China and US: into “the Age of Complete Rivalry”?



Chinese analysts hold divided views toward US Vice President Mike Pence’s latest speech on the Trump administration’s policy on China.

The question is whether the speech signals ties between Beijing and Washington have entered a new stage of “complete rivalry”, or China is seen as a punching sandbag in the upcoming midterm election.


If there is any doubt that the Trump administration’s China policy has taken a 180-degree turn, a turn not just restricted to trade and economic relations but also now includes all aspects of bilateral relations including security and geopolitics, Vice President Mike Pence’s speech last night at the Hudson Institute hammered the last nail in Washington’s foreign policy coffin, Dr John Gong, professor with Beijing-based University of International Business and Economics, wrote on the CGTN.

Gong said the Trump administration had “unveiled open confrontation with China”.

The 46-year history of Sino-US friendship that began with President Richard Nixon’s historic visit to China in 1972 is now running down the drain.

“An era of cooperation during and even after the Cold War is now gone, thanks to the Trump administration,” he said.

But Gong also wrote Such is also “a typical American political tactic in terms of fabricating, trumping up and orchestrating accusations in a propaganda campaign, when it comes to confronting a foreign nation for a geopolitical agenda”.

And this is beside the point that China has been a punching sandbag in every American election, he added.

Wang Xiaozhu, a foreign affairs analyst, said Pence’s speech means the Sino-US relations have “entered an age of rivalry between different models of development”.

This situation, he said, is likely to last in the foreseeable future.

But others think it’s too early to say the age of competition has come for the world’s two largest economies.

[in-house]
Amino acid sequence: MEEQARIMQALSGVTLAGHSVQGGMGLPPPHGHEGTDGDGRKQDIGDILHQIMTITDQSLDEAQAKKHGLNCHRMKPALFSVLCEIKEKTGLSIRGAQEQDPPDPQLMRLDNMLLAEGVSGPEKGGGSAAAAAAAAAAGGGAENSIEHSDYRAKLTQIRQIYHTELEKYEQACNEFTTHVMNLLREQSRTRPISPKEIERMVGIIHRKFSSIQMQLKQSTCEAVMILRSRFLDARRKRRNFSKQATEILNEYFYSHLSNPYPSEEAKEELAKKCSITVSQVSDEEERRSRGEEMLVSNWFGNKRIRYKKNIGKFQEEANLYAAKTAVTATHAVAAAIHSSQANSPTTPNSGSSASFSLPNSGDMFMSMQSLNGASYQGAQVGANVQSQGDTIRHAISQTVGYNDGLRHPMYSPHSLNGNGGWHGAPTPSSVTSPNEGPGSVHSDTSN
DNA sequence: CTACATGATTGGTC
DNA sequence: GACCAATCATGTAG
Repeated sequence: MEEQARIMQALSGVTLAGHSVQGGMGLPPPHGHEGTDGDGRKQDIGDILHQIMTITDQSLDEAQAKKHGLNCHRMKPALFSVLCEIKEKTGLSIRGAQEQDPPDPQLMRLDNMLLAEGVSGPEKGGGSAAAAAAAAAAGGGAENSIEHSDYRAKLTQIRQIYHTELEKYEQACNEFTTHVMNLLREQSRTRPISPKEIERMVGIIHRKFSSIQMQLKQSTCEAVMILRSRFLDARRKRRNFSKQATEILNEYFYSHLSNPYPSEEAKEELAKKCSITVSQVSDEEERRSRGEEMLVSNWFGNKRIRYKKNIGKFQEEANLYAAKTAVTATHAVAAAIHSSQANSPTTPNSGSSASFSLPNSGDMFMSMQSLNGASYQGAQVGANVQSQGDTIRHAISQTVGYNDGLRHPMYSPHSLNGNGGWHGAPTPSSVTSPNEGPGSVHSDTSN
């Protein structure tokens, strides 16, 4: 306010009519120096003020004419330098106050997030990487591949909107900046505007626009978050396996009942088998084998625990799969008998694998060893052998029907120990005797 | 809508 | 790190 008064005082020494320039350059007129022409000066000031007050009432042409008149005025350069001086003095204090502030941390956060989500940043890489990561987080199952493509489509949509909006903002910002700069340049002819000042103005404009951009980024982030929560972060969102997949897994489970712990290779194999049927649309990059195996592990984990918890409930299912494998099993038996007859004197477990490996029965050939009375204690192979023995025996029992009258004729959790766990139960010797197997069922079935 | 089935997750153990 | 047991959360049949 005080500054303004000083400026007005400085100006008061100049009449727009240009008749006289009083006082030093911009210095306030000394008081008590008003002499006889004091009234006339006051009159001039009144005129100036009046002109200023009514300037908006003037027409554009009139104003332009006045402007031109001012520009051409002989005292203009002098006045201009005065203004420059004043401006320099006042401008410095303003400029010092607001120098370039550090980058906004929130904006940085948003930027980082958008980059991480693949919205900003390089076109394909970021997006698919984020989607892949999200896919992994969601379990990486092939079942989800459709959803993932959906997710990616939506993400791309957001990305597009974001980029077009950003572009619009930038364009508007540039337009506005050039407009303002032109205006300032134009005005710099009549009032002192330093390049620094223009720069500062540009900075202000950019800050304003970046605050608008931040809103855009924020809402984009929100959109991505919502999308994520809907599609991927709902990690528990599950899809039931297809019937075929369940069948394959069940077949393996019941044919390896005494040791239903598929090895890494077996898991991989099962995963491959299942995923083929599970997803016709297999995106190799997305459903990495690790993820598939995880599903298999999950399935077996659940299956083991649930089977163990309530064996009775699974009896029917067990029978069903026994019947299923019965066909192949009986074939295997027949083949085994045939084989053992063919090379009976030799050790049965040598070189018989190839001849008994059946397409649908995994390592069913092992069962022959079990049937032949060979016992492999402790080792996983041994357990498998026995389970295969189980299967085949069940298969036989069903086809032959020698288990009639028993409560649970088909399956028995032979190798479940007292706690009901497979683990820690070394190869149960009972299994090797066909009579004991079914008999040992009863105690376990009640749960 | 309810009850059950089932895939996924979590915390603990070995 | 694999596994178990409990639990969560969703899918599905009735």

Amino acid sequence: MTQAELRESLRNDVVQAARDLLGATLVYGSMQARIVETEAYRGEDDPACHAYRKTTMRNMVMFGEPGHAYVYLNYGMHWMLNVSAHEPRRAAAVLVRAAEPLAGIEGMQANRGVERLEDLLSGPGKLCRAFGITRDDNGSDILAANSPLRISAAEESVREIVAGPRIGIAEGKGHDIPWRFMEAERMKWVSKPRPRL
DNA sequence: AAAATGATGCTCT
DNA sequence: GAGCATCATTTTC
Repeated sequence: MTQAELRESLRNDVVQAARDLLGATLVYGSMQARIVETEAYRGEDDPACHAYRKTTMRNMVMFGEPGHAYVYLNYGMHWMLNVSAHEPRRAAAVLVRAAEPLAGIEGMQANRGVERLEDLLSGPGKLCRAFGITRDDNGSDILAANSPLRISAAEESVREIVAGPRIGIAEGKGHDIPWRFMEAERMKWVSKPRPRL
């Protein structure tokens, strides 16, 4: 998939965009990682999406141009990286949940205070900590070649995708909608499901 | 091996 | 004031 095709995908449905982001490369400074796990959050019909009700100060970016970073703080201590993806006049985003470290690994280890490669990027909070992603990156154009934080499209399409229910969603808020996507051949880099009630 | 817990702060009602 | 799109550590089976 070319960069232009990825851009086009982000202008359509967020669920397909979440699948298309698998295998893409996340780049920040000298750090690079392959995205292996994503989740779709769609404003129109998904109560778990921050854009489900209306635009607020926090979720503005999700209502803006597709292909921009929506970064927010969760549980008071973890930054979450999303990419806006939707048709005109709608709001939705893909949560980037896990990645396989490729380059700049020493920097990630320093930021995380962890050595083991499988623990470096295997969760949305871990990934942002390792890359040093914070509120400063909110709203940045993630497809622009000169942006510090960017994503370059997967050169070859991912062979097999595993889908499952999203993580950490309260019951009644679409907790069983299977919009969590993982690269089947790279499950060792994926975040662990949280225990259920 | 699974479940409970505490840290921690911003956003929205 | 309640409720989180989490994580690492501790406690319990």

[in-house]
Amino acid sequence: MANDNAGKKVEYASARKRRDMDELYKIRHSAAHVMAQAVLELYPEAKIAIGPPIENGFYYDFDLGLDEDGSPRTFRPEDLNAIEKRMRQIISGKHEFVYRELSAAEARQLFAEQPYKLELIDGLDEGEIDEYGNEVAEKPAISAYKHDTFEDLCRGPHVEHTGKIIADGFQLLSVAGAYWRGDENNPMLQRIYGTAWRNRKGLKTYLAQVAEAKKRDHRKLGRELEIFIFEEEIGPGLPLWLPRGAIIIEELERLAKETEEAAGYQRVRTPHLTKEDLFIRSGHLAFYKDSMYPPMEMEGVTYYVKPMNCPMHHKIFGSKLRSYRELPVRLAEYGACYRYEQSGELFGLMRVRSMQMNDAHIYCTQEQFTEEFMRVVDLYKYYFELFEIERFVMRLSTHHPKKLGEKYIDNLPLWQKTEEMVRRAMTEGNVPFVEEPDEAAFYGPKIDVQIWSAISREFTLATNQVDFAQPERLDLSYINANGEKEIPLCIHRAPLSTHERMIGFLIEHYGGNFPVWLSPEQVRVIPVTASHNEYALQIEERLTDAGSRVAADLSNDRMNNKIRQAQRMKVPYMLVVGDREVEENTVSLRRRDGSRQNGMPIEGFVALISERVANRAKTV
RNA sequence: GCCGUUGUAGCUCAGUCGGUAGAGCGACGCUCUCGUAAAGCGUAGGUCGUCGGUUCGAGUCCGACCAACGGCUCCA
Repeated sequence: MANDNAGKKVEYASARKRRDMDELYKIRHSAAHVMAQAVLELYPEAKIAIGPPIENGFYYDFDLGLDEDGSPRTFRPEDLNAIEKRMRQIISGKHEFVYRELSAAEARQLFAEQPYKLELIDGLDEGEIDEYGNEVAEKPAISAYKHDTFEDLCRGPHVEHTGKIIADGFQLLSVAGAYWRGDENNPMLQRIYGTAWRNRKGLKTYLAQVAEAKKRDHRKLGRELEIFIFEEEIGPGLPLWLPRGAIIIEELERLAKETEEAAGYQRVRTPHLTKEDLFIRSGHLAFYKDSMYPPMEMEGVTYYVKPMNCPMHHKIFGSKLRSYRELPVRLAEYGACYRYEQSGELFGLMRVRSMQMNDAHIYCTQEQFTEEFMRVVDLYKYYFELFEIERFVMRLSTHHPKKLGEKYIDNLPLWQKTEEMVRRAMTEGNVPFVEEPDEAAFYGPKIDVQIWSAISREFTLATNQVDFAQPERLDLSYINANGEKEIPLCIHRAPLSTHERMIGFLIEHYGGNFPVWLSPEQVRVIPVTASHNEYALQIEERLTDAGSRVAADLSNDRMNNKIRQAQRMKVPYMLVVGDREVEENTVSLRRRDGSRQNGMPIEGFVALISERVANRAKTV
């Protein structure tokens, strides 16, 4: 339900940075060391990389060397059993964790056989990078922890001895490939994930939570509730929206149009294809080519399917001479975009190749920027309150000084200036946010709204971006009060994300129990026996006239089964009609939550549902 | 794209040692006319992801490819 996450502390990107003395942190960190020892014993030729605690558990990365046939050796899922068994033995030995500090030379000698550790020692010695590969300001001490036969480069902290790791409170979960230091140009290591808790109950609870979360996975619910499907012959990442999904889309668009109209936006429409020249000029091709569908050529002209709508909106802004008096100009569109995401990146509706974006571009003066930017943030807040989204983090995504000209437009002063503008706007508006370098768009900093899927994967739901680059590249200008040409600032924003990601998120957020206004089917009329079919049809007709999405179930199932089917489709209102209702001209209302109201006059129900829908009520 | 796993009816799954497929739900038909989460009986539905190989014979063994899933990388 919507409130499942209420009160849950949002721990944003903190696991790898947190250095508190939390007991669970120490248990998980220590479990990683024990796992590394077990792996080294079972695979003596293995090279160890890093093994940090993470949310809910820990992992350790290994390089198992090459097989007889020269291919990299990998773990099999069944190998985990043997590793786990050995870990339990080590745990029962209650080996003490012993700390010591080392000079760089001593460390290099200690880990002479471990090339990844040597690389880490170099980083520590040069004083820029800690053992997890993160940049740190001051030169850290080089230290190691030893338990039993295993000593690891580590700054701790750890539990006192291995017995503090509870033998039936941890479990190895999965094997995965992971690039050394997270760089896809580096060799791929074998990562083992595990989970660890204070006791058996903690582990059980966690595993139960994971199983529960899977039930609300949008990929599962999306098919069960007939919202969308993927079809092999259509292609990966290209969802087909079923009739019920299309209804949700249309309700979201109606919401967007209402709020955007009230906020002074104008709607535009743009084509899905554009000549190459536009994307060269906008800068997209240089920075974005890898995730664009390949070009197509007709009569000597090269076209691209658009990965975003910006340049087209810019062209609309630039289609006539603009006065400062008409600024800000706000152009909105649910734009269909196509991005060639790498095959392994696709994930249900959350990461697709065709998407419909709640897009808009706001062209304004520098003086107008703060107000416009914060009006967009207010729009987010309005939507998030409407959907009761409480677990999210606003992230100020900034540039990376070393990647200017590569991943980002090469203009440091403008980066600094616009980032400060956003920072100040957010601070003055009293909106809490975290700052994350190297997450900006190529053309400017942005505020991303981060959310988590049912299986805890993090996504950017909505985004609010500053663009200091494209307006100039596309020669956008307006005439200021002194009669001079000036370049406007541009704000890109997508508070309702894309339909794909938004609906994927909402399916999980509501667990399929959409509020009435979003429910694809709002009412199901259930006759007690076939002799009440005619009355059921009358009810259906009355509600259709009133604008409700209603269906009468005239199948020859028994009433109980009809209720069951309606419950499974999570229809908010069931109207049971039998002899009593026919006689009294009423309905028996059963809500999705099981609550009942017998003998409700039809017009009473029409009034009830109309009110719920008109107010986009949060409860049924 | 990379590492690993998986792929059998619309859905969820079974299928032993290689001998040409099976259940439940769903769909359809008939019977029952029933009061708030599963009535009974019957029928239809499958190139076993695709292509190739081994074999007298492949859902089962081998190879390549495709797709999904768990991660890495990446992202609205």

They argue that the Trump administration is resorting to the card of “China bashing” to boost support for the Republicans in the coming midterm election.

They predict the atmosphere will improve before this year’s G20 Summit, which will convene in late November in the Argentine capital of Buenos Aires, where Trump and Chinese President Xi Jinping are likely to meet.

Messages from that meeting will be more crucial.

China on Friday firmly opposed to Pence’s accusations against China’s domestic and foreign policies and said any malicious slander on China is futile.


“The relevant speech made unwarranted accusations against China’s domestic and foreign policies and slandered China by claiming that China meddles in U.S. internal affairs and elections. This is nothing but speaking on hearsay evidence, confusing right and wrong and creating something out of thin air,” Foreign Ministry spokesperson Hua Chunying said.

However, China Daily, China’s official English media, said the bilateral ties are “still hopeful” for long term.

The rising rivalry between China and the United States will not change the overall picture of the two nations’ ‘economic complementarity’, Long Guoqiang, vice-president of the Development Research Center of the State Council, was quoted as saying by the newspaper.



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